The stress response is a normal physiological response to help you deal with threats. When your body perceives a threat, it increases the production of cortisol and adrenaline. Cortisol raises your blood sugar and adrenaline elevates your heart rate and blood pressure. They are complex hormones that combine to alter the way multiple systems in your body function i.e. digestion and immune systems. When the threat diminishes the hormone levels return to normal.
The problem is that work-related stress also activates the same biological systems and can lead to chronic activation of the stress response. Persistent activation of cortisol and adrenaline leads to negative changes in the immune system, glucose regulation, blood lipids, blood clotting, and blood pressure. Each of these processes can have a negative impact, particularly on the heart and blood vessels.
Short term stress is generally very well tolerated unless it is extreme. After major natural disasters such as earthquakes (and also major sporting events!), there is an increase in the rate of heart attacks, strokes, and death. If stressors are always present such as in work-related stress, then activation of the stress response can become chronic and is associated with an increased risk of atherosclerosis, heart attack, stroke, heart failure and death from heart disease.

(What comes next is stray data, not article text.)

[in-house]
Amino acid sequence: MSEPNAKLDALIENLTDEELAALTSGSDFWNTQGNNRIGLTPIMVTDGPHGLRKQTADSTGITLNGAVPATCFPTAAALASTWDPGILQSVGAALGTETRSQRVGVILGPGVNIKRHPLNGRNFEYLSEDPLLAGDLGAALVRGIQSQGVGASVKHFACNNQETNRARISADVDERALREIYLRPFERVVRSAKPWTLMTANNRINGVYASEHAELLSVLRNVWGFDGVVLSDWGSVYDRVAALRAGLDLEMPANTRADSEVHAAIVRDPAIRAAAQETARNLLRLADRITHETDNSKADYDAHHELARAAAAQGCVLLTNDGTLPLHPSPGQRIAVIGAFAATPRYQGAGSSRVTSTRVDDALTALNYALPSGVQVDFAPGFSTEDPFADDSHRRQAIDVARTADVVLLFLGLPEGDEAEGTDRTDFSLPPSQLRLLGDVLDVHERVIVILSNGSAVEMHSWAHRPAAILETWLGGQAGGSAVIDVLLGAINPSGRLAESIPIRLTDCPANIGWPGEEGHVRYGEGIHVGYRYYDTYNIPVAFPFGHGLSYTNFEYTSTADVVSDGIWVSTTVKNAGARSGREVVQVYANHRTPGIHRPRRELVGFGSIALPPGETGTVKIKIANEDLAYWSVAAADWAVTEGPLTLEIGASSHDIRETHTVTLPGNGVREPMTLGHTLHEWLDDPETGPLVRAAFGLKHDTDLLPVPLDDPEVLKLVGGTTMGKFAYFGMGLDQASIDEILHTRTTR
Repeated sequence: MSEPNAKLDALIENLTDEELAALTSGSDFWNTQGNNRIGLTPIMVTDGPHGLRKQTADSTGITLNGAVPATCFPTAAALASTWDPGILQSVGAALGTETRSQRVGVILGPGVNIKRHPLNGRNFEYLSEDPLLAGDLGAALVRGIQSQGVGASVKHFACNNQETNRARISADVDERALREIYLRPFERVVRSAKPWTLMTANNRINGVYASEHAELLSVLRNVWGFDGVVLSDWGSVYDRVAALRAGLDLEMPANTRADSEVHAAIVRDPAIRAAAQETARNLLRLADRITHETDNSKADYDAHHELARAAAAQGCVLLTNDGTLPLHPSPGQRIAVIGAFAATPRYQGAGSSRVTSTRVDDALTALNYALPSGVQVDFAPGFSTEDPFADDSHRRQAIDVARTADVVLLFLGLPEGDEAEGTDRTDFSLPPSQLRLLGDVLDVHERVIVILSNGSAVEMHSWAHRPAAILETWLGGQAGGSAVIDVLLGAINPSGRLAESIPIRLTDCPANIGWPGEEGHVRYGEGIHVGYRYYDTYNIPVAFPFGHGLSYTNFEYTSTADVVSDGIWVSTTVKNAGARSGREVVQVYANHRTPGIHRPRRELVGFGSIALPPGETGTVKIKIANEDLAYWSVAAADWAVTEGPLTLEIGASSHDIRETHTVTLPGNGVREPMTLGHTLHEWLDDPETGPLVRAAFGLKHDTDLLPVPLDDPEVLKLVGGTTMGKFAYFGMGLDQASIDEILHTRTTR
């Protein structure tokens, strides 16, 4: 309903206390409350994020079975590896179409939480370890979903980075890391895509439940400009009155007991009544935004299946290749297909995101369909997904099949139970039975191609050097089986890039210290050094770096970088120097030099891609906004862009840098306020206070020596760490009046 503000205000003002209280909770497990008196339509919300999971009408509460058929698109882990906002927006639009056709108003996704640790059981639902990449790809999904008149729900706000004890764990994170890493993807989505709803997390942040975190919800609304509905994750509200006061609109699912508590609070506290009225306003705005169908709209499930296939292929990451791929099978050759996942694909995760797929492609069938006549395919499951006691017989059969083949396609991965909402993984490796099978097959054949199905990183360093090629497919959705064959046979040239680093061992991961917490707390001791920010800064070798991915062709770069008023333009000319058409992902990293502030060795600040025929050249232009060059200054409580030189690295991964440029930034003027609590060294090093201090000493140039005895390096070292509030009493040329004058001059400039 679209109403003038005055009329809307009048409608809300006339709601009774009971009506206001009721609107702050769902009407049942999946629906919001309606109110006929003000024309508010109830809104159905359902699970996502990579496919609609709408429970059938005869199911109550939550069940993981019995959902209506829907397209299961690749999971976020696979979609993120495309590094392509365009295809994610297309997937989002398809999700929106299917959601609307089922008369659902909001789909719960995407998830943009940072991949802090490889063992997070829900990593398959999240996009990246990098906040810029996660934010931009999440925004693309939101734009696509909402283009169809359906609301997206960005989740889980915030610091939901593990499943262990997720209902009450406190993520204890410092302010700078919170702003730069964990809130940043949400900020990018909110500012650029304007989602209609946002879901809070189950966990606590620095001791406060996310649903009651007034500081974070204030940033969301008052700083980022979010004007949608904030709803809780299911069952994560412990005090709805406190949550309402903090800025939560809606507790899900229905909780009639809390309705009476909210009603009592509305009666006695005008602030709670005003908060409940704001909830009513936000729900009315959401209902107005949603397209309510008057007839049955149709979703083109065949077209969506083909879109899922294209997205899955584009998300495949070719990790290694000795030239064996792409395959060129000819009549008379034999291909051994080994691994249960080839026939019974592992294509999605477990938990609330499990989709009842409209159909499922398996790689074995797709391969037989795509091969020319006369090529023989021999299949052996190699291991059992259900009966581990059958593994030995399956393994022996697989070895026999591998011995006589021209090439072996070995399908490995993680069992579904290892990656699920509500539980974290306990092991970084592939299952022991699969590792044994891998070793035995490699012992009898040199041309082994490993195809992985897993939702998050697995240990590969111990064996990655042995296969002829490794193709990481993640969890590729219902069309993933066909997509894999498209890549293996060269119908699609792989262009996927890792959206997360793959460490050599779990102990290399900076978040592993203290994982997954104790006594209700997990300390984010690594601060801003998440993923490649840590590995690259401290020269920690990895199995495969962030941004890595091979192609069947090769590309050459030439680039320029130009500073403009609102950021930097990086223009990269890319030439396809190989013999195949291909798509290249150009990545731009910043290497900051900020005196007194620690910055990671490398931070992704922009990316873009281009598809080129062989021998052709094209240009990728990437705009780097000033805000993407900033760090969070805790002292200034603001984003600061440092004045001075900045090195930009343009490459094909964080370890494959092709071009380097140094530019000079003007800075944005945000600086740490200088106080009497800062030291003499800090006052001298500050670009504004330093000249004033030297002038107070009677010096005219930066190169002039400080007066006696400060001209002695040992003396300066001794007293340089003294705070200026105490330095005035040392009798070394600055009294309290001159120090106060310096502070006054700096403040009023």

As described above stress has multiple effects that can lead to heart attacks and strokes that are independent of the unhealthy behaviours they promote. However, there is no doubt that behavioural change also plays a major role. Stress leads to over-eating, obesity, inactivity, alcohol excess, smoking, and social isolation. All of which increase the risk of heart attacks, diabetes, strokes, and death.
It is not known if there is a difference between men and women. Most of the studies that looked at stress and the heart have been performed in men. This is because men are more likely to have heart problems than women.
Stress management techniques can definitely play a part in the reduction of a person’s risk for heart disease; however, they cannot be used in isolation. To properly manage someone’s risk of heart disease you need to take a holistic approach and examine all of a person’s risk factors: blood lipids, blood pressure, glucose profile, lifestyle, family history, obesity, stress, co-morbid disease. The reason for this is that risk factors are often inter-related and cannot be managed in isolation. Once a person’s full risk profile has been determined, a comprehensive, risk management plan can be tailor-made for the individual.
Stress in the workplace is often driven by a perceived lack of job control, excessive job demands and lack of social support in the workplace. Start by trying to manage your workplace stress by speaking with your HR department or boss. If you are unable to effect changes in your job to manage your stress, there are simple lifestyle changes that will help you combat excess stress.
Stress can be much harder to cope with if you suffer from underlying depression or anxiety. Don’t suffer in silence, if that’s you, talk to your doctor about it. We are here to help!